Crossing Into Vietnam

He was nodding in and out. An enormous American with pale skin and a scruffy goatee was speaking then drifted off. We'd stood in line for a long time before we finally spoke to each other. We were both nervous and uncomfortable. We remedied both these of feelings with polite conversation.

It was muddy outside and I could feel the dirt caking to my feet. Vietnamese immigration was tiring and we both needed something to wind the clock. He said he'd only eaten two pills of valium but he was incoherent at times and sort of nodded out on his feet. We both told our stories and complained about vaguely similar things. It made him happy that he didn't suffer alone.

The line was moving slowly. The bribery was blatant. Native Vietnamese men and women walked to the front of the line with money tucked into their passports and were served first. It didn't make me angry. I didn't care. I had no money so it didn't really matter how fast I got the stamps in my passport. Things would work out no matter the time I spent in line.

Our conversation started to die just as he put his passport under the glass window and everything happened on schedule. We met up a few minutes later at the quarantine counter where they were taking tourists for the few bills of Vietnamese dong they had left. I didn't have any so I started to joke with the lady behind the counter. She smiled but didn't relent.

My resources consisted of one American dollar, a few thousand Cambodian riel and two Iceberg Slim pocket books. I was willing to give up any of these except my dollar bill. The American looked at me as I laughed nervously. His mind cleared of the valium and reached into his pocket.

He threw my quarantine fee on the counter like we were in a dice game. I started spitting thank you's and he turned to me as he was walking off and said, "Relax kid, do you know the exchange rate?". I thought for a bit and replied, "I'll pay the ten cents back as soon as I can". His dull eyes smiled and he walked off.

I pushed through the door into Vietnam and he had already been swept into a cab. That fitted both of us nicely. A swarm of taxi drivers grabbed at me and stole the bag off my back and tried to put it into the trunk of their cabs. They wanted my money desperately. I began telling the taxi drivers that I was broke.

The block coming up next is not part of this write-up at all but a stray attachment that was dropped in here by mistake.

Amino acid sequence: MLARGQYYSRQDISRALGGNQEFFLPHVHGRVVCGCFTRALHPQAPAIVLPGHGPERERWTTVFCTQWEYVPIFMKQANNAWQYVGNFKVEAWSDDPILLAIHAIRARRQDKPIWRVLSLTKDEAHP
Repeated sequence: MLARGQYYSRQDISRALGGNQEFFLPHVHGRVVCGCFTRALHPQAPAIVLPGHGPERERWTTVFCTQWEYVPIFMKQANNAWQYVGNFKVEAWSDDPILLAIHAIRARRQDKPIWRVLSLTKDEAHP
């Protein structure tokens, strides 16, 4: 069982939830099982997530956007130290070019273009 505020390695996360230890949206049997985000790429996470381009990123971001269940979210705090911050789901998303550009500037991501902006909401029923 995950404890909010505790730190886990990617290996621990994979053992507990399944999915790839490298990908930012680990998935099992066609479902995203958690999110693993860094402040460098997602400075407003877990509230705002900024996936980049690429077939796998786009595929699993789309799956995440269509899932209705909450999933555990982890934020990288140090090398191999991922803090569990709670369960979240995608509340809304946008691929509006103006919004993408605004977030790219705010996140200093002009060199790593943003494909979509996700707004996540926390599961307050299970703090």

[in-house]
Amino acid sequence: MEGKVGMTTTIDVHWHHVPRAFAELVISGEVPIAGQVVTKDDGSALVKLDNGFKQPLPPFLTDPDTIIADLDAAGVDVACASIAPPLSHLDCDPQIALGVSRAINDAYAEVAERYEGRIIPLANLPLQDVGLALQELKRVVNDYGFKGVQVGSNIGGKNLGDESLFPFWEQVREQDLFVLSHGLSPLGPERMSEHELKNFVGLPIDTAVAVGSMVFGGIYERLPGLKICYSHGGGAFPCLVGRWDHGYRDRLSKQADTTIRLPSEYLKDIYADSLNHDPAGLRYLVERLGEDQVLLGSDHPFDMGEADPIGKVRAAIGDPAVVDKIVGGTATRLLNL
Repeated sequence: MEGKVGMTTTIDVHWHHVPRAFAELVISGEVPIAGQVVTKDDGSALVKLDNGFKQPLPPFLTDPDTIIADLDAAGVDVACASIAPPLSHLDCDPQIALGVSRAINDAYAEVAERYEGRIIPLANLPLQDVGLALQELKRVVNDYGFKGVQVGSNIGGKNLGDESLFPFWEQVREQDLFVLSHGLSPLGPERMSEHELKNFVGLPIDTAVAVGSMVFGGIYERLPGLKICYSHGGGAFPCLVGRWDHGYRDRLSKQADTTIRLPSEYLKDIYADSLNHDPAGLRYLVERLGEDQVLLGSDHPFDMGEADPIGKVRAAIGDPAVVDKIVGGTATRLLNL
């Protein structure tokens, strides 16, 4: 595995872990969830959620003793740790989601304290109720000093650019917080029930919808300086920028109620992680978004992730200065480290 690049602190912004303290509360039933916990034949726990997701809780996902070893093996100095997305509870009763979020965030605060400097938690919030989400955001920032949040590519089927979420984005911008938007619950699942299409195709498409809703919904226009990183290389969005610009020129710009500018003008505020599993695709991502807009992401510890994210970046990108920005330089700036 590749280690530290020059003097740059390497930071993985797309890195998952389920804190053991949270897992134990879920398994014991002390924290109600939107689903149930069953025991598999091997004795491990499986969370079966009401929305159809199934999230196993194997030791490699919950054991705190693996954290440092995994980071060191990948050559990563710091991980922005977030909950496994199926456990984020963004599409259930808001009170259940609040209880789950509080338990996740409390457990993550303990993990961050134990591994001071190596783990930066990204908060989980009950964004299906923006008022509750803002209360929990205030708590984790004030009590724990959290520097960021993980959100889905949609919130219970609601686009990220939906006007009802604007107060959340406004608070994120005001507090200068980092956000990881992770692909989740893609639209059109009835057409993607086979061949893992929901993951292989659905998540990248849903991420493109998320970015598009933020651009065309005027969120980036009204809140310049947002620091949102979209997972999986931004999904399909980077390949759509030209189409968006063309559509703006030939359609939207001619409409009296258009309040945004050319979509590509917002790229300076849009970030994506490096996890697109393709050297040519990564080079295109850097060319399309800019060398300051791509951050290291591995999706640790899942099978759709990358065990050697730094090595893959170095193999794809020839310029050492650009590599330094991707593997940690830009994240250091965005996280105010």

They didn't believe me. Some looked at me like I was mentally ill or sick. All I could offer to pay them was a single US dollar for a ride from the Cambodian border to Ho Chi Minh City. We argued for awhile. They tried to look angry and put-out. I cursed at them telling them that they were ridiculous.

The Vietnamese faces soured in front of me. They tugged at me but I had no choice but to stand my ground. The car taxis were the first to give-up and go back to reading their newspapers. The motorcycle taxis just kept pulling at me until a beautiful young Vietnamese girl yelled at me in quick and perfect English, "Do you want to come with us?" She pulled me to a van and I explained my situation and she was happy to negotiate with the driver of her van and with her parents. They told me just to tip the driver when we got to Ho Chi Minh City.

She was twenty six and had long black hair and laughed to hear that I'd run out of money in Cambodia and needed to go to an ATM. After we threw my bag in the back of the van I found a place among children and teenagers. The adults sat up front and spoke rapidly to each other. The kids in the back began firing questions at me in English with Australian and Californian accents.

None of them were from Vietnam. They'd all just come from a Casino in Cambodia and were riding the complimentary bus back to their hotel. I smiled when they spoke English and offered me snacks. The girl that had offered me the ride and I began to quiz each other on our backgrounds. She was a UCLA Medical student. Her Australian cousin that sat at my feet began insisting she tell me about the most dangerous diseases in the world. I listened attentively as she retold stories of infection and loss of life. "Listen to her, She's going to be doctor. Isn't that gross?" the little Australian boy asked me and I agreed.

The Medical student was the oldest child and a bridge between the two generations. She spoke both languages and followed both conversations. We talked as they played tricks on the girls that fell asleep. Rice paddies and water buffalo gave way to city streets and open air restaurants.

The little Australian boy, that was so fascinated by the diseases of the world, told me about the things I would see in Vietnam. He worried that I'd dislike the like the food and told me that he would eat sausage rolls as soon as he got to Australia. We neared the city centre and conversation broke out in a mixture of Vietnamese and English. They were deciding where the best place to drop me off would be.

The conversation stopped abruptly and the Medical student asked, "Where do you want to go". "To an ATM," I reminded her. The van stopped and her father jumped out and pulled me out of the van. He flagged down a motorbike taxi and explained were I needed to go. The van driver opened the back of the van and handed my bag to me. I gave him his dollar tip. I waved the van full of foreigners good bye and thanked girl for helping me. I tried to explain how much she'd helped me but she got embarrassed and brushed me aside to slide the van door shut. They pulled away and I raced through the streets of Ho Chi Minh City.

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